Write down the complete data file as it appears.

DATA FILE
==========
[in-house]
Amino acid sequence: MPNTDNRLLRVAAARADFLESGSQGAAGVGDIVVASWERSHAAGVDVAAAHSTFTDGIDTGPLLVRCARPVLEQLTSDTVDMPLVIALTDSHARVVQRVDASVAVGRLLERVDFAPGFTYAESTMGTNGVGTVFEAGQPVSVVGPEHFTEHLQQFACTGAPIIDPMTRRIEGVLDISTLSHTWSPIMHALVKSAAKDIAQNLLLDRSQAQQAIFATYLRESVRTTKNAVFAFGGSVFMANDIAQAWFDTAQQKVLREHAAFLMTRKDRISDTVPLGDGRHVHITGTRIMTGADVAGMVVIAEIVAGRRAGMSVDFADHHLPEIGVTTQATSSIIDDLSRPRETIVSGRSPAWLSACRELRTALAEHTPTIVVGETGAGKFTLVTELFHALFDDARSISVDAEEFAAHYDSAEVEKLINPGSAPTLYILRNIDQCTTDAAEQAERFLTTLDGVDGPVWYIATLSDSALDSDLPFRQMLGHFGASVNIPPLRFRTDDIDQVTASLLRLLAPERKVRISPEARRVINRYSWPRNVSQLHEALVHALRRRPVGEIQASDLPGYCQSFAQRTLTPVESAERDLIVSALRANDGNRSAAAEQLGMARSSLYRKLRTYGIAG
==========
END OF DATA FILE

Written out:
[in-house]
Amino acid sequence: MPNTDNRLLRVAAARADFLESGSQGAAGVGDIVVASWERSHAAGVDVAAAHSTFTDGIDTGPLLVRCARPVLEQLTSDTVDMPLVIALTDSHARVVQRVDASVAVGRLLERVDFAPGFTYAESTMGTNGVGTVFEAGQPVSVVGPEHFTEHLQQFACTGAPIIDPMTRRIEGVLDISTLSHTWSPIMHALVKSAAKDIAQNLLLDRSQAQQAIFATYLRESVRTTKNAVFAFGGSVFMANDIAQAWFDTAQQKVLREHAAFLMTRKDRISDTVPLGDGRHVHITGTRIMTGADVAGMVVIAEIVAGRRAGMSVDFADHHLPEIGVTTQATSSIIDDLSRPRETIVSGRSPAWLSACRELRTALAEHTPTIVVGETGAGKFTLVTELFHALFDDARSISVDAEEFAAHYDSAEVEKLINPGSAPTLYILRNIDQCTTDAAEQAERFLTTLDGVDGPVWYIATLSDSALDSDLPFRQMLGHFGASVNIPPLRFRTDDIDQVTASLLRLLAPERKVRISPEARRVINRYSWPRNVSQLHEALVHALRRRPVGEIQASDLPGYCQSFAQRTLTPVESAERDLIVSALRANDGNRSAAAEQLGMARSSLYRKLRTYGIAG